Catholic bishops in Ghana have appealed to the nation to show maturity in accepting the results of the just concluded election in which incumbent President Nana Akufo-Addo won but his challenger refused to concede defeat.
More than 17 million people voted on Dec. 7 to elect their president and 300-seat parliament in the Christian-majority nation, seen as the most democratic country in the entire strife-torn African continent.
Following the disputed results, the Catholic Bishops' Conference of Ghana appealed for peace, calling on "all stakeholders to exhibit maturity in accepting both defeat and victory."
"In this way, reactions to any of the two conditions would be measured, modest and charitable towards one another," Archbishop Philip Naameh of Tamale said in a Dec. 16 statement issued on behalf of the conference.
Some 70 percent of Ghana's people are Christians, with Catholics forming only around 13 percent of the population. Most Christians are Protestants and evangelical groups.
Ghana has followed democracy since 1992 and held its eighth presidential polls and election to its 300-seat parliament.
Nana Addo Dankwa Akufo-Addo of the New Patriotic Party (NPP) bagged 51.3 percent of the vote share and edged out John Dramani Mahama of the National Democratic Congress (NDC), who vowed to contest the results.
According to the National Election Security Taskforce, police registered 60 election-related violence cases from Dec. 7-9. Five instances involving firearms resulted in the death of one person each, it said.
The bishops wanted Ghana's Election Commission to engage all political parties" to ensure that outstanding issues and grievances are dealt with, keeping the country's interest intact.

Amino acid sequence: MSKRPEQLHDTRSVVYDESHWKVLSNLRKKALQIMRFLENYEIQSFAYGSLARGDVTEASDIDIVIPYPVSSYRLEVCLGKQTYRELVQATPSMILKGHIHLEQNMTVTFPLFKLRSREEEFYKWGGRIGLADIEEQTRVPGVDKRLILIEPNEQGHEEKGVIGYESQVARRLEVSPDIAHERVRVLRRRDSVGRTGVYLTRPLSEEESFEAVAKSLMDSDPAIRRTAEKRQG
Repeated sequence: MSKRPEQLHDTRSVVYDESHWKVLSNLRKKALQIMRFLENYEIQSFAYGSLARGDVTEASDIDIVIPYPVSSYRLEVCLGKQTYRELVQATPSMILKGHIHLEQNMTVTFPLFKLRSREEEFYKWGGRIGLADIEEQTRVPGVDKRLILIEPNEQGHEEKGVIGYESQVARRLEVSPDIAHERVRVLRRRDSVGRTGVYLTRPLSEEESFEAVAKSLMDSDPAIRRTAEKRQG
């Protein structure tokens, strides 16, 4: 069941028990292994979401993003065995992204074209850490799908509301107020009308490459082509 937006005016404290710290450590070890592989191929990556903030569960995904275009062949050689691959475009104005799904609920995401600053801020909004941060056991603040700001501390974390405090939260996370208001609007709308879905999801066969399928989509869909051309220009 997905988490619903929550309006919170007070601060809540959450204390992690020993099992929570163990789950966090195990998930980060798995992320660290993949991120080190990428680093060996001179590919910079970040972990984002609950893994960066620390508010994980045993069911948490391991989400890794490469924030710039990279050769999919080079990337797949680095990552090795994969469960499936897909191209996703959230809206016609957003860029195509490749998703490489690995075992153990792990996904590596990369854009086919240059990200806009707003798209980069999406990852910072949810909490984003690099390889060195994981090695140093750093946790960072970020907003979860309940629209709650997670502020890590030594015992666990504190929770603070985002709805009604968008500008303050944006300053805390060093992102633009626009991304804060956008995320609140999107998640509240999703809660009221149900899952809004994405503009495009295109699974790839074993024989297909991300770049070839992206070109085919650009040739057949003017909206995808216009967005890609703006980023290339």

They urged security agencies to be "very professional in the exercise of their duties" to protect life and properties.
The European Union Election Observation Mission, which monitored the poll, in a Dec. 9 report said the elections were transparent and free, but there were problems with the process.
"The secrecy of the vote was not always ensured, mainly due to the poor layout of polling stations," the report said.
Export of cocoa and gold drive the Ghanian economy. It is the world's second-largest cocoa supplier after the Ivory Coast and the seventh-largest gold producer.
Akufo-Addo has distanced his establishment from Western aid while remaining open to investment from China.
Akufo-Addo and Mahama signed a peace deal before the polls on Dec. 4 and both leaders swore by a commitment to non-violence.
The president had urged Christians to pray during a Dec. 6 church service for peaceful elections.
Just before the polls, in an Advent pastoral letter, bishops had appealed for peace.
"We also appeal to all political parties, their leaders and supporters, and indeed all Ghanaian citizens, to live in peace and refrain from all activities that can disturb the peace of our dear nation before, during and after the elections," they said in the Nov. 29 letter.